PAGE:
As the noise level has gotten pretty high here I don't know if OP is still with us but a couple of additional thoughts might interest him. First is that I took some measurements this morning on the panel I mentioned in an earlier post. The panel is made by Jackery and rated "100W/18V". In today's bright sun (45 °N) it produces an open circuit voltage of 20.3 volts. When connected to a controller with MPP it is able to collect about 60 W and the voltage drops to 17.3V. When clouds roll in the output drops but even at the 2 watt level never goes below 17 V. Those familiar with PV cell IV curves will understand this.As I am writing this I am charging a battery pack with arrays that produce 18 V (presumably also at the PPP).
Yes, a 20' x 8.5' trailer with the roof covered in solar panels could produce as much as 340V. But it would be cool if Tesla were to allow for the battery pack to change from series to parallel so charging could be in the 26V range. I think Rivian has a patent on this though. They are suppose to allow for their pack to split into two parallel dropping the charging voltage from 950V to 450V....And if you were using a maximum power point tracking (MPPT) system instead of a pulse-width modulation or simple point conversion you'd wire additional panels in series instead of parallel and then say you have four they'd peak at 82V instead of 20V.
The reason most panels are wired to lower voltage is to make them safer to install. But if you already have high-voltage requirements, say in an electric truck that supports DC fast charging, then there's no reason not to run them as high voltage low-amperage arrays.
Have you looked at the specs of the titan? Please correct me if wrong but it should be able to charge the truck. With 2kw pv input and the 30amp rv plug. My goal would be to camp for few day at a site and gain range while still running all the gear I would need. I have a yeti and I like it but there no comparison between the two. Plus I would always leave with the 6kw battery topped off. Trust me when I say I believe I'm out of my depth. My field of study and professionalism is it security not electrical engineering. My interest is to accomplish long-term camping and not drain my battery pack. I look forward to your input, and am happy to find this thread. I've been working this nut alone for awhile.I have 500 Wh and 1000 Wh Jackery battery pack/inverters and find them quite useful for, for example, running an ARB fridge while the car is parked overnight as I don't want to run down the traction battery any more than the phantom drain already does and I'm not even sure the 12V outlets stay live after the car is turned off. They are also handier than the equivalent powered Honda camp generators in many applications.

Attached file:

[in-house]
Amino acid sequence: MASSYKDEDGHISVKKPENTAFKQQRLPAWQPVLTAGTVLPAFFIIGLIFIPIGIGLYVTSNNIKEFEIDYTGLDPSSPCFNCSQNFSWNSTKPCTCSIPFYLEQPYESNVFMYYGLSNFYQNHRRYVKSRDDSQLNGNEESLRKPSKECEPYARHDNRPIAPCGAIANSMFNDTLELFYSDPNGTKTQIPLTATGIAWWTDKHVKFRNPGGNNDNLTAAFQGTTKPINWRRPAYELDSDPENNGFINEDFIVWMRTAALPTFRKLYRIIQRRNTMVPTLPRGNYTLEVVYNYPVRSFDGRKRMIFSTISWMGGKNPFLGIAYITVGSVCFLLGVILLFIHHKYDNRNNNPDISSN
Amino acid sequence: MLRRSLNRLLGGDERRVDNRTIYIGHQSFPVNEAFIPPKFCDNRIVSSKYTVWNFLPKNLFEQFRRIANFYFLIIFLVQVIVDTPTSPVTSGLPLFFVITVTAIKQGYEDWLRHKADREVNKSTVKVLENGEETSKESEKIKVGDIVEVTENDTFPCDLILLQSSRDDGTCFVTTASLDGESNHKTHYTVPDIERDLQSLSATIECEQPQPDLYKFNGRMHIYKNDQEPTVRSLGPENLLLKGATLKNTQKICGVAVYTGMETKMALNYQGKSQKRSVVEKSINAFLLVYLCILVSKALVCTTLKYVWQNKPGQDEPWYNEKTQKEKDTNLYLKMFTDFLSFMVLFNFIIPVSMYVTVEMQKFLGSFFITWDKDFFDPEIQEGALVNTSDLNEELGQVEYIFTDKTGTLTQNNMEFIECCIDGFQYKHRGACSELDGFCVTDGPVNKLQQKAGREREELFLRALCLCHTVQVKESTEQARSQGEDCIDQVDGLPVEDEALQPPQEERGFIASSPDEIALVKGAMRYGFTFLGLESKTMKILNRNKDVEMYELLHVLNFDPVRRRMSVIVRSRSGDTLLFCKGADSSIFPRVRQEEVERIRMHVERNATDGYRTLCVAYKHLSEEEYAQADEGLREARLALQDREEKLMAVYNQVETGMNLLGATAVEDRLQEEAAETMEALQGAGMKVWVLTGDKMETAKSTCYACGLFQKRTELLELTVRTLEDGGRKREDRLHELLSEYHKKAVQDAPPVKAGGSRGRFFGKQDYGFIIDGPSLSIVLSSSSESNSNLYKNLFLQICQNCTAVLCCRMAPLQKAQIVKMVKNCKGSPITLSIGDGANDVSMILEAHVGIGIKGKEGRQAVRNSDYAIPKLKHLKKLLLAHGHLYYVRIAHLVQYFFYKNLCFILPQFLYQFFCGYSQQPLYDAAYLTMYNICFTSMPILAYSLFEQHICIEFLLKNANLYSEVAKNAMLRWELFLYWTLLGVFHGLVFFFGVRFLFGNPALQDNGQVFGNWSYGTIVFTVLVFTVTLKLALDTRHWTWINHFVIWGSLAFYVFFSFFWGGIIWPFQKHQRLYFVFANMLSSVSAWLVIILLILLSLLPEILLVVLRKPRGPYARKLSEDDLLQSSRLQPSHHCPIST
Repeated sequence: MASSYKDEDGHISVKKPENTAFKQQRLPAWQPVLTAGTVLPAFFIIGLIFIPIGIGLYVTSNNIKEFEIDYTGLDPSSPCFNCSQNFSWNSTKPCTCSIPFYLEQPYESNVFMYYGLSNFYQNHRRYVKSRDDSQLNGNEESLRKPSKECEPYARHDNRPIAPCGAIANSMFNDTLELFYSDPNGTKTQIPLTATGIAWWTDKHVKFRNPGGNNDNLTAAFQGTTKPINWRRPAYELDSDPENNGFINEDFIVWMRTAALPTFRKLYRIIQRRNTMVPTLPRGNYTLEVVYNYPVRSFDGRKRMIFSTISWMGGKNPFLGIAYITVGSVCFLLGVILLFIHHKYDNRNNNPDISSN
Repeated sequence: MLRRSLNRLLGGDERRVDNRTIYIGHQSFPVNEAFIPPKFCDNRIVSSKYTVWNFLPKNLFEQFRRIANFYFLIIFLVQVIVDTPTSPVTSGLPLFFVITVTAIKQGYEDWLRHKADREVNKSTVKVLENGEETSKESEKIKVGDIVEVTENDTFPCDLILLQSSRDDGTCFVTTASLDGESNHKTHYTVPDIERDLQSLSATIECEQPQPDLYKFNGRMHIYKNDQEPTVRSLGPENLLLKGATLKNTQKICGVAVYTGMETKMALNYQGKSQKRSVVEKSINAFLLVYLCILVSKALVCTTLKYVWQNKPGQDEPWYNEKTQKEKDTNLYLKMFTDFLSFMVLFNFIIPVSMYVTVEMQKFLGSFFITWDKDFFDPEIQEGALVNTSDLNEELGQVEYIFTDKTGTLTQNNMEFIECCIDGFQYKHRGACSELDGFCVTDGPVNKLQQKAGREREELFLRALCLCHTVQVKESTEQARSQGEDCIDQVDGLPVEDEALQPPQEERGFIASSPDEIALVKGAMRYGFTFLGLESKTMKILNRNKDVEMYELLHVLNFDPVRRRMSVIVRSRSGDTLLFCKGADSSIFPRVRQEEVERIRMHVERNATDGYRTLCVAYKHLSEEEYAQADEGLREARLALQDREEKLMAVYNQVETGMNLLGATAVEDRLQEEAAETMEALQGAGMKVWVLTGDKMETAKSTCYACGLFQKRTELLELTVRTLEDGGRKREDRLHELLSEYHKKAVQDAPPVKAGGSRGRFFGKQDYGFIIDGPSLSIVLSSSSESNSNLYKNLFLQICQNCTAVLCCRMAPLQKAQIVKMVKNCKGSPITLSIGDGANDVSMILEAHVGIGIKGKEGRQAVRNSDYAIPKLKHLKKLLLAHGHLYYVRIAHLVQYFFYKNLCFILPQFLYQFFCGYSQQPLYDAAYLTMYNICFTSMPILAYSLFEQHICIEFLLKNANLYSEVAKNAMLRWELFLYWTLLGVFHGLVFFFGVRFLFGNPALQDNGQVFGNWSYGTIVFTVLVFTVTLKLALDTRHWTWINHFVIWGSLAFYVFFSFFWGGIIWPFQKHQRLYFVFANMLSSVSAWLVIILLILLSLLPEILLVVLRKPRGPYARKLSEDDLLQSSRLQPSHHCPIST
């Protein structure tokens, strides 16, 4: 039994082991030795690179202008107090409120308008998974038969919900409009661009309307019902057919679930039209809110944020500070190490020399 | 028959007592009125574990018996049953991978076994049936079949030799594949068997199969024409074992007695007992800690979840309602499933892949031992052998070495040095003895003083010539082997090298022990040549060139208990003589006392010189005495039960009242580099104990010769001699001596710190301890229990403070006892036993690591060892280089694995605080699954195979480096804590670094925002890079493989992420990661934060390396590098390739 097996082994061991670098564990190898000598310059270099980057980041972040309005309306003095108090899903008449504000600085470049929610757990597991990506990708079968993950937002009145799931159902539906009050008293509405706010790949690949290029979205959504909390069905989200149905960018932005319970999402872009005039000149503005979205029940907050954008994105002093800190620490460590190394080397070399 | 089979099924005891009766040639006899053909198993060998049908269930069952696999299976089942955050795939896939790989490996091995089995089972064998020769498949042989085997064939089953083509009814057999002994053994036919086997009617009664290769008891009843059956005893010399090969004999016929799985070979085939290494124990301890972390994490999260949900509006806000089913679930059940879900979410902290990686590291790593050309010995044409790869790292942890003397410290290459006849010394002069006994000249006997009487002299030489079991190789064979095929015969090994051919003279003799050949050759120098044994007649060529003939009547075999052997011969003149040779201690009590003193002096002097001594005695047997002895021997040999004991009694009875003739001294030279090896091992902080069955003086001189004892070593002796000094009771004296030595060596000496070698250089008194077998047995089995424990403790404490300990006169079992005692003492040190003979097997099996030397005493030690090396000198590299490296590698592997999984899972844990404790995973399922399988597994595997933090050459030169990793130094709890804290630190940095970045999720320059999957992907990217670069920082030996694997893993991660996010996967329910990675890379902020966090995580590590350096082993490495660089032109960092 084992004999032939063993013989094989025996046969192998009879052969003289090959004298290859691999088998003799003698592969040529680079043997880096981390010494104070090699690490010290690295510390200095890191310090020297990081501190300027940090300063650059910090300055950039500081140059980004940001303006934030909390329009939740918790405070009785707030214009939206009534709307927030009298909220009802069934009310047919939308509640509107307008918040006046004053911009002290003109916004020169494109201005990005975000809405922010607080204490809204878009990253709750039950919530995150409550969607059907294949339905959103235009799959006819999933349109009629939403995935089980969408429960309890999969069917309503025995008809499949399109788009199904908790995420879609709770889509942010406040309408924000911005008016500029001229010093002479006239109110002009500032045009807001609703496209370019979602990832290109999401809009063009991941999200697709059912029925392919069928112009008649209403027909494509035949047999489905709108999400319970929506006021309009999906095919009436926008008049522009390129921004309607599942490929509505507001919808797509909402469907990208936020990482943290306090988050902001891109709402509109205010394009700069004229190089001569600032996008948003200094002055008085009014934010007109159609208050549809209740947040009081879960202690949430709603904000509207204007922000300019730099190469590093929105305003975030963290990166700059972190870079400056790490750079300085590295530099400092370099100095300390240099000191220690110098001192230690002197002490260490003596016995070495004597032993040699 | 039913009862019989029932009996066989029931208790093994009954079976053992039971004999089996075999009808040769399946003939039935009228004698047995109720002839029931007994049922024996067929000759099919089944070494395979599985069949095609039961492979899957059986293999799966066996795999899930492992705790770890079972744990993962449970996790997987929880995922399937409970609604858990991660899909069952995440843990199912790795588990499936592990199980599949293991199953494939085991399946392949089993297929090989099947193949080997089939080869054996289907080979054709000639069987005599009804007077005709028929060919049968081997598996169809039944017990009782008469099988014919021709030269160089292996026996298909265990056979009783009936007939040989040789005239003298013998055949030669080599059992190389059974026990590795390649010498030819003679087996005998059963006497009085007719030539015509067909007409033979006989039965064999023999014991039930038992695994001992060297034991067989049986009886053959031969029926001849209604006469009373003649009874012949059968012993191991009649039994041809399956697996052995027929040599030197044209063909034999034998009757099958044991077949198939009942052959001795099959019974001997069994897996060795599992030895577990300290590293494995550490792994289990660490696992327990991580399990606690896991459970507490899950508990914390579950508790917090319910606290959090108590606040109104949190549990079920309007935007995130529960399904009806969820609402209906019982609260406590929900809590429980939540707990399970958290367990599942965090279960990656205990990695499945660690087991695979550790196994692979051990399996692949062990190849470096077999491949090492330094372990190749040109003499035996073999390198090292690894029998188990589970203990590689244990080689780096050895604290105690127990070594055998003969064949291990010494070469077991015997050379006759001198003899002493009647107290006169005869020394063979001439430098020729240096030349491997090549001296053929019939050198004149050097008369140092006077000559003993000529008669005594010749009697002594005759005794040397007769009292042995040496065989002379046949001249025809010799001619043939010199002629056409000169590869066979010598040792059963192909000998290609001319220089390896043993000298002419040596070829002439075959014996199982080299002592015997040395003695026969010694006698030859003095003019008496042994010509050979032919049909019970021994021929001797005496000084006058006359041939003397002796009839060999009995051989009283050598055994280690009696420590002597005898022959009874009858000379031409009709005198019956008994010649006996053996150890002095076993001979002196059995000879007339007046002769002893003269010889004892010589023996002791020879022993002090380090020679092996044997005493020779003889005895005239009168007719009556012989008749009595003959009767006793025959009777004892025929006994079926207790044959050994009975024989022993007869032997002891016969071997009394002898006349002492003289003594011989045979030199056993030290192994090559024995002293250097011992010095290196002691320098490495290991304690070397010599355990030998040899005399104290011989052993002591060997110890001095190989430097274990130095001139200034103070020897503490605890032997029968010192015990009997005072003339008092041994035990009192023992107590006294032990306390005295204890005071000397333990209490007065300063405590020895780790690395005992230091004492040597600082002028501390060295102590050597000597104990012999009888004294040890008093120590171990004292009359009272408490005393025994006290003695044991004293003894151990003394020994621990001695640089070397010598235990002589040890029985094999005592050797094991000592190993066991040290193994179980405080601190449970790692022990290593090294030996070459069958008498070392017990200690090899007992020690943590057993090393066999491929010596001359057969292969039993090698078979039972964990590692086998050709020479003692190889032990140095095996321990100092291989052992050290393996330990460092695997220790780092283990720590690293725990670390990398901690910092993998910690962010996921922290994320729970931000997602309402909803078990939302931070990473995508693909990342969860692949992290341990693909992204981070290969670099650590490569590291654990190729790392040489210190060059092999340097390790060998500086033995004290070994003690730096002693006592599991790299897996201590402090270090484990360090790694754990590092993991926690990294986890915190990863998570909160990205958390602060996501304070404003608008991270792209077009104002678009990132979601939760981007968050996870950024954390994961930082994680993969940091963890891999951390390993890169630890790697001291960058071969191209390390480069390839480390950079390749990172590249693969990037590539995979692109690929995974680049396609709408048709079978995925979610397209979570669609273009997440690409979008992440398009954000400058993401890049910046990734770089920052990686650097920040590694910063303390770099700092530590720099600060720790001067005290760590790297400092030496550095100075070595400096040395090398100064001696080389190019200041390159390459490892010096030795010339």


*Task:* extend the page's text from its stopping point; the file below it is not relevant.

I have also thought about the Yeti packs for short term home backup but they all suffer from the same shortcoming: no 120/120 biphase. I suppose I could kludge something with a transformer but that kind of flies in the face of the direction of the technology.